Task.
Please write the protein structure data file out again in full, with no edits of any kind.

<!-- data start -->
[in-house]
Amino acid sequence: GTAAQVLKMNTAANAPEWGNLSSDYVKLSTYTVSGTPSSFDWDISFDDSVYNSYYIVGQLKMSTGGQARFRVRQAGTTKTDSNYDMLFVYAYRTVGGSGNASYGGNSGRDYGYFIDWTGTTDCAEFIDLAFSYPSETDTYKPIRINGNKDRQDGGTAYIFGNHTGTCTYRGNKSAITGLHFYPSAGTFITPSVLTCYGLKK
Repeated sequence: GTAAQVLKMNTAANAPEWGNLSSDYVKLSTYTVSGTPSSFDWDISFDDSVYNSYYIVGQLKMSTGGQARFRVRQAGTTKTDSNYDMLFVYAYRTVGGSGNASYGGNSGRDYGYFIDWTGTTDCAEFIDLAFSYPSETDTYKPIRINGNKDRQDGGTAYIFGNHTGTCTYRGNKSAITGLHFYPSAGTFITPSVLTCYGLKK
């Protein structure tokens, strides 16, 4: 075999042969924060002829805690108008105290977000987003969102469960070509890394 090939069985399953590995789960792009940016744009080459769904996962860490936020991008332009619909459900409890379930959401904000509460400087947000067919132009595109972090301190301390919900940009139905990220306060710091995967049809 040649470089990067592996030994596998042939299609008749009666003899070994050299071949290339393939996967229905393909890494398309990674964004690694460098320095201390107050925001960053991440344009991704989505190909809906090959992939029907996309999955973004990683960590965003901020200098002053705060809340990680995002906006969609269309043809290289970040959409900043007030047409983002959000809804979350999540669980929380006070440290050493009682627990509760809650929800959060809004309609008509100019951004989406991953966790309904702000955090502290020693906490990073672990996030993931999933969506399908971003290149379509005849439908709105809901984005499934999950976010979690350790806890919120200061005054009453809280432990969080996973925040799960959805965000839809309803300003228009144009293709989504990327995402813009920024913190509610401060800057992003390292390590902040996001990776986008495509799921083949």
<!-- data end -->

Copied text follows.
[in-house]
Amino acid sequence: GTAAQVLKMNTAANAPEWGNLSSDYVKLSTYTVSGTPSSFDWDISFDDSVYNSYYIVGQLKMSTGGQARFRVRQAGTTKTDSNYDMLFVYAYRTVGGSGNASYGGNSGRDYGYFIDWTGTTDCAEFIDLAFSYPSETDTYKPIRINGNKDRQDGGTAYIFGNHTGTCTYRGNKSAITGLHFYPSAGTFITPSVLTCYGLKK
Repeated sequence: GTAAQVLKMNTAANAPEWGNLSSDYVKLSTYTVSGTPSSFDWDISFDDSVYNSYYIVGQLKMSTGGQARFRVRQAGTTKTDSNYDMLFVYAYRTVGGSGNASYGGNSGRDYGYFIDWTGTTDCAEFIDLAFSYPSETDTYKPIRINGNKDRQDGGTAYIFGNHTGTCTYRGNKSAITGLHFYPSAGTFITPSVLTCYGLKK
């Protein structure tokens, strides 16, 4: 075999042969924060002829805690108008105290977000987003969102469960070509890394 090939069985399953590995789960792009940016744009080459769904996962860490936020991008332009619909459900409890379930959401904000509460400087947000067919132009595109972090301190301390919900940009139905990220306060710091995967049809 040649470089990067592996030994596998042939299609008749009666003899070994050299071949290339393939996967229905393909890494398309990674964004690694460098320095201390107050925001960053991440344009991704989505190909809906090959992939029907996309999955973004990683960590965003901020200098002053705060809340990680995002906006969609269309043809290289970040959409900043007030047409983002959000809804979350999540669980929380006070440290050493009682627990509760809650929800959060809004309609008509100019951004989406991953966790309904702000955090502290020693906490990073672990996030993931999933969506399908971003290149379509005849439908709105809901984005499934999950976010979690350790806890919120200061005054009453809280432990969080996973925040799960959805965000839809309803300003228009144009293709989504990327995402813009920024913190509610401060800057992003390292390590902040996001990776986008495509799921083949």